• Catherine Wynne-Paton

Arron Kuiper’s sculpture becomes hub for conversations of our loss.

Arron Kuiper is an artist based in North Wales and studied Fine Art at De Montford University and Cardiff School of Art & Design.  

He’s since had a solo show titled Terra Infirma, won the Meynal Fenton Prize at the ING Discerning Eye exhibition 2011 and has shown work at the BEEP International painting prize.

Like many of us, Arron Kuiper has been keeping a close eye on the UK Coronavirus fatalities; uniquely, he has been memorialising them in an immense feat of stamina by shaping a 3D figure suspended within transparent gel to represent every person lost.

He’s struck a chord with people and his project has provided an arena for us to talk about the individuals we’ve lost prematurely due to the pandemic.  While the whole crisis affects each of us in various ways, all our suffering is valid, however it plays out and the feeling of uncertainty and of loss are resonant of our current context.

Arron wanted to see the people in the numbers “to show that each digit was a very real human tragedy, and not just part of an abstract total from somewhere “other” and so since the 21st of March he’s been adding figures daily and the piece now contains over 43,000 hand painted figures (as at the end of June 2020) using three different colours spread uniformly across the populace, colours associated with face masks and PPE, the defining imagery of the crisis.

Creating a gel sculpture to mark each person, even when only known through daily death toll figures brings the reality of the scale of the loss into the physical world, no longer simply numbers on a screen.  We all face bereavement at some point in our lives and when it happens, people you interact with fall into two camps; those willing to engage in discussions of and around death, and those who avoid it as if it’s catching, as if the very words around death are contagious.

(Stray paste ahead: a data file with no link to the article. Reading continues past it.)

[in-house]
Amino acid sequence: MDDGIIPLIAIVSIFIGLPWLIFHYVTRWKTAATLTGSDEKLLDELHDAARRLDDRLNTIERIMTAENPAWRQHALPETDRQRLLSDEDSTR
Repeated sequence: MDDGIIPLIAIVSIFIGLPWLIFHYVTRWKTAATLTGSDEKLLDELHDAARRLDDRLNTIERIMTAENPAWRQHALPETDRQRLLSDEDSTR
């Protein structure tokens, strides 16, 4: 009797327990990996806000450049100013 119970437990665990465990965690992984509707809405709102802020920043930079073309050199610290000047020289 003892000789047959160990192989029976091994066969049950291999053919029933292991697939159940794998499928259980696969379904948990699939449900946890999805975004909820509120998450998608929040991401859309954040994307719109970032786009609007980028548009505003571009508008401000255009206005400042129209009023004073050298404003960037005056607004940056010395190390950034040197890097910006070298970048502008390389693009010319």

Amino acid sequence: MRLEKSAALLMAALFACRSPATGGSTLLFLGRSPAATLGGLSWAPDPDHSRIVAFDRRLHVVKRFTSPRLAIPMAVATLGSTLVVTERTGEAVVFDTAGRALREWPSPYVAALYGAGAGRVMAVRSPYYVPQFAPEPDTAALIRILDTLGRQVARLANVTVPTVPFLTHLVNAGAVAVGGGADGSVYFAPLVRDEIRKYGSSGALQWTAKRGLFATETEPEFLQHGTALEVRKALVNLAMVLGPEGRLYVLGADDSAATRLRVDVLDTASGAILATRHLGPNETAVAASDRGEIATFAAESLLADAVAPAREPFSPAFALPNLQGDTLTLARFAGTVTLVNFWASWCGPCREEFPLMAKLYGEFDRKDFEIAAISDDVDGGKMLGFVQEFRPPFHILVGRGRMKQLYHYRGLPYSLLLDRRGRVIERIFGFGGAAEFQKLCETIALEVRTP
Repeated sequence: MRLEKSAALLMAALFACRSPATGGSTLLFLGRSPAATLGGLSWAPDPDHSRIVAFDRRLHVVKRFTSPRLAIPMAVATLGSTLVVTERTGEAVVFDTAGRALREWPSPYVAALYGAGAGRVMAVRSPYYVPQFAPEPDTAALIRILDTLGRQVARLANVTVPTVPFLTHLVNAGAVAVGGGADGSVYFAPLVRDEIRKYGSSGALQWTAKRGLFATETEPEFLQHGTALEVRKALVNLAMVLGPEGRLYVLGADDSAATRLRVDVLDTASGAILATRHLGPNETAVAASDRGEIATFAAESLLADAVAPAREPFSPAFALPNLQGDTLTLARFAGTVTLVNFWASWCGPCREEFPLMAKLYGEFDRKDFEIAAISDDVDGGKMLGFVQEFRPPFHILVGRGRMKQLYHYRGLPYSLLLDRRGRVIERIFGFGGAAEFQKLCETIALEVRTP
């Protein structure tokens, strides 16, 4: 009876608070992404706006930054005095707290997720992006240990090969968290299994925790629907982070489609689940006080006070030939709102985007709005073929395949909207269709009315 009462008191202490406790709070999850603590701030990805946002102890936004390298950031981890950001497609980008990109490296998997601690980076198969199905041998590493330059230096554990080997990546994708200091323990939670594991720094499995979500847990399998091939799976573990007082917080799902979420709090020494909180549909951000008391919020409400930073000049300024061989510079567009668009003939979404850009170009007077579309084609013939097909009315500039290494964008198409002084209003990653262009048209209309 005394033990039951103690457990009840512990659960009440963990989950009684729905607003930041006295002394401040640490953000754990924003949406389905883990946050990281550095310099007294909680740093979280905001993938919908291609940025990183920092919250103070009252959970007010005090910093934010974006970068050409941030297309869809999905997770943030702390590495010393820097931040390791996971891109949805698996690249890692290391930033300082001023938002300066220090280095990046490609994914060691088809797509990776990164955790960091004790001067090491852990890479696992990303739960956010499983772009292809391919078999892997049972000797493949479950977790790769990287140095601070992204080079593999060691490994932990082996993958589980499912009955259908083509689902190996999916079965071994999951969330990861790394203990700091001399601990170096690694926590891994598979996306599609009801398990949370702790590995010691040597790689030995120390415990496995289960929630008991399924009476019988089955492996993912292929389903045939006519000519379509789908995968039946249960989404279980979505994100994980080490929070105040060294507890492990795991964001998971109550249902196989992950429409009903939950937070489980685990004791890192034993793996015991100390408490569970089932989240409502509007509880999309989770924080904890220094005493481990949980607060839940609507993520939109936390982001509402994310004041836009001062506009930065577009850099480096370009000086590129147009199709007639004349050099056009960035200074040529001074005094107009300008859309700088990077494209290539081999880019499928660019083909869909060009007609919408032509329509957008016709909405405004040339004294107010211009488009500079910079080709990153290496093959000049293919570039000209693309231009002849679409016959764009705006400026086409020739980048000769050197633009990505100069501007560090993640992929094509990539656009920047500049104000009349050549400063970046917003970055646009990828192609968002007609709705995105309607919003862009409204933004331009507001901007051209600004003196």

This grief we are experiencing now is like nothing we’ve faced before, for some it is a not-so-distant threat, for others it is something they are living with every day, from the raw state of initial numbness and shock and the gaping hole of loss appearing to be permanent, until gradually it is not, until, over time one begins to learn to cope in a new way, to find new ways of being out of something that doesn't make sense.

“Death is quite taboo in our culture, so I feel that thoughts and conversations about it are generally healthy and, at the moment, important.”

Artists are often agents for change and Arron is certainly this, living in rural Wales and working from a shed in the woods, Arron Kuiper was already used to semi-lockdown before the onset of the crisis.  His project began in an almost reactionary fashion and by making something physical out of the death tolls being cited, he made the losses tangible in a way that others can connect to and engage with.  The process is a kind of catharsis, providing a defined space, at least in virtual space, for now, to face head-on how we feel, what can be done and what we are doing to address issues that have surfaced and are yet to come to light during this bizarre and traumatic time.

The resulting sculptural painting, created by a process which Arron has developed over 15 years, having viewed the piece entirely online I am curious to know what this piece will reveal on closer inspection.

And I might just get a chance to see it for myself as it's due to appear in an exhibition arranged by Umbrella Cardiff when the lockdown is eased in Wales.

Arron has done that elusive thing of creating a work of art that is both true to himself, speaks of our time and thoroughly engages with our reality, inviting us to openly talk about death to fully embrace our time here.

Arron’s website: Instagram: @arronkuiper

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